Stephen King’s The Dark Tower: a re-read, hazy thoughts, and the Virtual

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I’m re-reading Stephen King’s Dark Tower series (so I know the ending), and so far I’ve been very impressed.

Having re-read the earlier ones again (I’m on the sixth book, Song of Susannah, right now), some of the things that I was on the fence about, and the things that I know other people absolutely hated — I’m looking at you, number nineteen, Doctor Doom Wolves and Harry Potter “Sneetches,” and certain intertextual and metatextual cameos I know are coming up — now seem a lot better, and a lot more coherent, what with the internal logic established by the series.

Speaking of “internal logic established by the series,” I think internal logic is an appropriate term for at least a big part of what the “Dark Tower” itself stands for. The internal logic of a work of fiction, or perhaps a body of work. What “holds it together,” so to speak. The focus on “19” relates to King’s body of work being such a product of its time(s), the latter half of the 1900s, culminating in 19-99.  This again relates to the different times from which Roland pulls his ka-tet, to the breakdown of time being experienced in Mid-World, to the heavy focus on dialect and its relation to place and time, and to the role of a “gunslinger,” or the figure of the gunslinger, in a world that has moved on. Moved on from what? Other stories, other genres. There’s obviously a big focus on stories, genre and their relation to history, and to intertextuality.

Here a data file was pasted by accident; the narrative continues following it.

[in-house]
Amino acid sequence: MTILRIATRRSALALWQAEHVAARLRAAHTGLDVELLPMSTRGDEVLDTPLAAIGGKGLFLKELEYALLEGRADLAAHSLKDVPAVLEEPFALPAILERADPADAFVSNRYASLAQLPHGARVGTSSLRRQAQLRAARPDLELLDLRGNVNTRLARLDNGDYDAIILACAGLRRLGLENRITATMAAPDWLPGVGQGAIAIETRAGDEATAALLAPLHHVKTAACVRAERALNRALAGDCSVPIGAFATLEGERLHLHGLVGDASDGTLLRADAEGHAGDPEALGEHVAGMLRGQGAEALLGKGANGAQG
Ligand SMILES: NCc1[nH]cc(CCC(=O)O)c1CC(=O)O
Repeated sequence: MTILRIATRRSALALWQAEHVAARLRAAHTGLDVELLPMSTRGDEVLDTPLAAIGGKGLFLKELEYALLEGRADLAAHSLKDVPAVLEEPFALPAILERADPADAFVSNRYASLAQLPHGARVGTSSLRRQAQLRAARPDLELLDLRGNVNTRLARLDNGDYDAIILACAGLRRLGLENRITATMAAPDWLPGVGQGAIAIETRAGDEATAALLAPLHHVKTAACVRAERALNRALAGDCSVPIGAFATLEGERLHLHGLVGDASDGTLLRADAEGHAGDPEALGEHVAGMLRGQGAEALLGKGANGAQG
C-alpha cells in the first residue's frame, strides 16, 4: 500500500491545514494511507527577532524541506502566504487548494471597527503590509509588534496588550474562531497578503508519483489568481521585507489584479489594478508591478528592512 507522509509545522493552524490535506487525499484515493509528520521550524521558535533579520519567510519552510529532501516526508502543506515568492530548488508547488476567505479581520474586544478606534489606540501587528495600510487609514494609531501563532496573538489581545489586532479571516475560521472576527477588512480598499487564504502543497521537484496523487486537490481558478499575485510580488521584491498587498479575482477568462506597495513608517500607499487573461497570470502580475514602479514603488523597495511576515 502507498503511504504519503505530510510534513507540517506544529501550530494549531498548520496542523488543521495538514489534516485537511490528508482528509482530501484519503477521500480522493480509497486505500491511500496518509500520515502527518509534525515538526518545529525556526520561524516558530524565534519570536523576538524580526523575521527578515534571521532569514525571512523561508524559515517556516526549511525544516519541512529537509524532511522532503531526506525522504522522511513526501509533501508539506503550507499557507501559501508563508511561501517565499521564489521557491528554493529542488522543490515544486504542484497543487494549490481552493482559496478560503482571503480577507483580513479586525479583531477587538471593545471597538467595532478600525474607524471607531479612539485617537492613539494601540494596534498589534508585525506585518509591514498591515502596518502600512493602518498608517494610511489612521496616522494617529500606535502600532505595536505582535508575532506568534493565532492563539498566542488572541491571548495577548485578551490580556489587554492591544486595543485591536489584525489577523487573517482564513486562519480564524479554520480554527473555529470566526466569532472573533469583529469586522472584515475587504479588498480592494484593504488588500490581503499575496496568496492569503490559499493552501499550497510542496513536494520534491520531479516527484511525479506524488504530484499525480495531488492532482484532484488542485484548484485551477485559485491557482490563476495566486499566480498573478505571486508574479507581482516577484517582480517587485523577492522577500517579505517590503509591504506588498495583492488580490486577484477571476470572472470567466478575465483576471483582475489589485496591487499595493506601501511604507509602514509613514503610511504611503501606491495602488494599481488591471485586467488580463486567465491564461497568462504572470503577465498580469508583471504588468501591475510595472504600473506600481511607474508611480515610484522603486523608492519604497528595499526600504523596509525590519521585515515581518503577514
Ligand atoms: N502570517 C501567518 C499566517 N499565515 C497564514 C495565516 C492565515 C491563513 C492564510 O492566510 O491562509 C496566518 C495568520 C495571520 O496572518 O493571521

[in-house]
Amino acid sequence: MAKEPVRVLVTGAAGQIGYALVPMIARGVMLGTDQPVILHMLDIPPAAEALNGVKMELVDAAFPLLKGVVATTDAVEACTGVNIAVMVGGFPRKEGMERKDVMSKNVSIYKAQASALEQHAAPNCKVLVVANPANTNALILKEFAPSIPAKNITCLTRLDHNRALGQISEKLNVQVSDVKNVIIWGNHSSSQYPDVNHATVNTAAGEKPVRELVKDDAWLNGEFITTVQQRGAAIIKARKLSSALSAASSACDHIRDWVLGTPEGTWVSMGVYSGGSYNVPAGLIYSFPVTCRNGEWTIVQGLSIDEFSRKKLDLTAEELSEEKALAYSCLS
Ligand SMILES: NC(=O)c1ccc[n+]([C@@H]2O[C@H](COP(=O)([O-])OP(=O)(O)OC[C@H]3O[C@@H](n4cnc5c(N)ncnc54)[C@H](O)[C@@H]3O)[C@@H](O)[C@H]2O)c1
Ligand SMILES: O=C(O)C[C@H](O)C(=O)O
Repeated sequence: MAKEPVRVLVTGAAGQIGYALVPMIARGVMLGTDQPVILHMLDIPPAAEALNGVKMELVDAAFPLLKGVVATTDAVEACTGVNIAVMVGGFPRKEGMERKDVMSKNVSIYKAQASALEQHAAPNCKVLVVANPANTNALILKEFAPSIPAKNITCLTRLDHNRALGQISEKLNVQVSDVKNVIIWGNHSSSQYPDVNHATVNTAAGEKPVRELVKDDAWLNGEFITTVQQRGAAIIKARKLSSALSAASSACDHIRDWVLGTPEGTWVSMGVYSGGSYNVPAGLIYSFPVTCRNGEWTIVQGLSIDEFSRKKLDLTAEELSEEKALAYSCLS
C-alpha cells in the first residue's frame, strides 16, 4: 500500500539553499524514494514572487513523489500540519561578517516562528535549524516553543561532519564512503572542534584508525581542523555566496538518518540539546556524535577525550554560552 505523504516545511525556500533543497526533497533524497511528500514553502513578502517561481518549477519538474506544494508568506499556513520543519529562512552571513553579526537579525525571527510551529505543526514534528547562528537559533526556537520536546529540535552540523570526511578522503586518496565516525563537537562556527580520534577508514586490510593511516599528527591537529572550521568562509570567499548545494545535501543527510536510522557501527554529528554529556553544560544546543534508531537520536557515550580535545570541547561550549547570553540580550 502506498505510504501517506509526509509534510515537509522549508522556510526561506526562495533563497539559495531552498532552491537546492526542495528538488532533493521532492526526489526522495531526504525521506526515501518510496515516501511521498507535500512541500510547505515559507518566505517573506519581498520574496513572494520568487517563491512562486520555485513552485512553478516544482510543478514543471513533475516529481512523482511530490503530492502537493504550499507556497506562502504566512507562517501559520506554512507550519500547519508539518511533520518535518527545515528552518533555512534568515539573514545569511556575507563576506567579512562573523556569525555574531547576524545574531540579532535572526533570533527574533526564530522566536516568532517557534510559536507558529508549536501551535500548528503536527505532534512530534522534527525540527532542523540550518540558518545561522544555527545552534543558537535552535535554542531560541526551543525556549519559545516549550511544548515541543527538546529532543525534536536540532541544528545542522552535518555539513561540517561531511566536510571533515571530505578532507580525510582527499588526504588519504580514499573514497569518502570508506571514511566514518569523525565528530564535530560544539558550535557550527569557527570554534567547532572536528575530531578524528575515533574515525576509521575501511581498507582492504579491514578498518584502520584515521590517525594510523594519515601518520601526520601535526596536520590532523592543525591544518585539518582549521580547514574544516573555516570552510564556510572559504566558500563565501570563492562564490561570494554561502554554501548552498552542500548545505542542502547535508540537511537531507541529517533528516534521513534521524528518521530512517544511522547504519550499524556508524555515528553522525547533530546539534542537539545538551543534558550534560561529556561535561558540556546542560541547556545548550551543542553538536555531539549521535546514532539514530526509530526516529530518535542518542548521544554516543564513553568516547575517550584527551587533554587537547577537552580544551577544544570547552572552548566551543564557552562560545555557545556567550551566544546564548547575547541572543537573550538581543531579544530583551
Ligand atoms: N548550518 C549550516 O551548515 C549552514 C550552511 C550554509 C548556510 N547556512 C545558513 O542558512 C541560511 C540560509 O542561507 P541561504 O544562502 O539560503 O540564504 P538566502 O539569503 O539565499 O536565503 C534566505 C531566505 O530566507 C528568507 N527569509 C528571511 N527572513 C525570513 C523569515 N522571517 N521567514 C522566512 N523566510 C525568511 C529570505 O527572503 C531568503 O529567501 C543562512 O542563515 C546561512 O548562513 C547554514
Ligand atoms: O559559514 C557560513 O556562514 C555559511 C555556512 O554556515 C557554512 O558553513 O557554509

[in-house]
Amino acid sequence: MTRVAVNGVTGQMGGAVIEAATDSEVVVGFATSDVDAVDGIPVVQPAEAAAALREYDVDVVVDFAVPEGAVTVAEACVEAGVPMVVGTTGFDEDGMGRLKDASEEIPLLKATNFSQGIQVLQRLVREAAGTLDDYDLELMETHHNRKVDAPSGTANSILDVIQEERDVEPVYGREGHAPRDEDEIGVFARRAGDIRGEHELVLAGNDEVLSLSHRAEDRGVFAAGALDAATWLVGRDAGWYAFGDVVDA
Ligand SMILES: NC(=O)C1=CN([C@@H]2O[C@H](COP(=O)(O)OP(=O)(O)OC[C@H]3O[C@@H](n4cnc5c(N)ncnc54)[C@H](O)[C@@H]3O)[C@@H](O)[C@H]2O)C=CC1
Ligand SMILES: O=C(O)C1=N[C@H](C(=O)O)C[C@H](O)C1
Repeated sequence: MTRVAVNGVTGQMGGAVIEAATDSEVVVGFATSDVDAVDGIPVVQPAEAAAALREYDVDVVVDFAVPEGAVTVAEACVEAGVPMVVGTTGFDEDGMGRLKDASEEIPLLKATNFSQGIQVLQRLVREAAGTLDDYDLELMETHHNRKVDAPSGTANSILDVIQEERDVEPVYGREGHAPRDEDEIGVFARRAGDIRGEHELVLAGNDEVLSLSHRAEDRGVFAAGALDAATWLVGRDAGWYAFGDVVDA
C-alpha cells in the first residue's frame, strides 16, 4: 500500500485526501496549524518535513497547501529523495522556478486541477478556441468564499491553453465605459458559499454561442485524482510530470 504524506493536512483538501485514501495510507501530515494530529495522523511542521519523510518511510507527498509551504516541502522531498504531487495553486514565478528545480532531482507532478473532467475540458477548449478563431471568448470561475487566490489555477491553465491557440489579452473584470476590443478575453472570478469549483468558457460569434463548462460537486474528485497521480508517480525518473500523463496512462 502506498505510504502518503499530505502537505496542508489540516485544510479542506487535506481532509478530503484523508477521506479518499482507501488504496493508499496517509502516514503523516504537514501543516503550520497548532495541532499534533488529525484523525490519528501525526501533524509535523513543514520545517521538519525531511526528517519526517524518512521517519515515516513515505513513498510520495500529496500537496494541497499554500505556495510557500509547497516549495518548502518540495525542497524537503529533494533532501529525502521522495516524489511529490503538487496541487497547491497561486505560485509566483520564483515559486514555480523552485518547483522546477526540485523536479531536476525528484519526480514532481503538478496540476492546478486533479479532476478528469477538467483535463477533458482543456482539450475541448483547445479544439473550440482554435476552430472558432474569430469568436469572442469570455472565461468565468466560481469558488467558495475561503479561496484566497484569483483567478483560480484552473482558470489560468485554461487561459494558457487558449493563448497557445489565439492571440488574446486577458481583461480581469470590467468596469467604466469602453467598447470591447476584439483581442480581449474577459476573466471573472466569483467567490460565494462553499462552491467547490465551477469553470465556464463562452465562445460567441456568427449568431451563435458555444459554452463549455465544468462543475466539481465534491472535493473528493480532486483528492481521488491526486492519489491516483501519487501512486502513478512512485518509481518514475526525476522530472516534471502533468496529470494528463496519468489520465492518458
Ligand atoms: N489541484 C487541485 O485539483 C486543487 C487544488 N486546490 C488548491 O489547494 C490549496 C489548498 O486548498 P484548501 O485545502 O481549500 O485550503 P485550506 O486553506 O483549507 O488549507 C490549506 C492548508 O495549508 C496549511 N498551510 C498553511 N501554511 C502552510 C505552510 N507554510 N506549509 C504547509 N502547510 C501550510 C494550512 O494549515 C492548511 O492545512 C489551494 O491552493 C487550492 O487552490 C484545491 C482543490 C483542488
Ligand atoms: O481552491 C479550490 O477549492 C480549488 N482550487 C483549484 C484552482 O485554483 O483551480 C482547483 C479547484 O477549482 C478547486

For example, I just read the bit with Trudy Damascus in Song of Susannah. Trudy doesn’t believe in UFOs or fantastic stories, until she sees Susannah/Mia show up out of thin air, magically. The scenes focalized through Trudy make constant references to Charles Dickens’s A Christmas Carol, in which Scrooge ascribes Marley’s ghostly presence to indigestion, a bit of underdone potato. The point here, with both A Christmas Carol and with the episode with Trudy, is that it doesn’t matter what *really* happened, in a way. What matters is that whether Scrooge’s or Trudy’s experience did or did not happen, they are fundamentally changed, forever. Trudy will never again scoff at people who believe in fantastic stories and UFOs; Scrooge will never look at Christmas the same way again, whether it was a bad dream brought on by indigestion or not. Even fiction has real power, in the “real” world. Our lives are, as Slavoj Žižek would say, governed precisely by that which is virtual, immaterial: fictional narratives we’ve absorbed so deep into our bones that we don’t even know we know them.

Many of my thoughts are very hazy right now, but I’ll have to write more on it, because I’m now thinking there is a whole lot going on.

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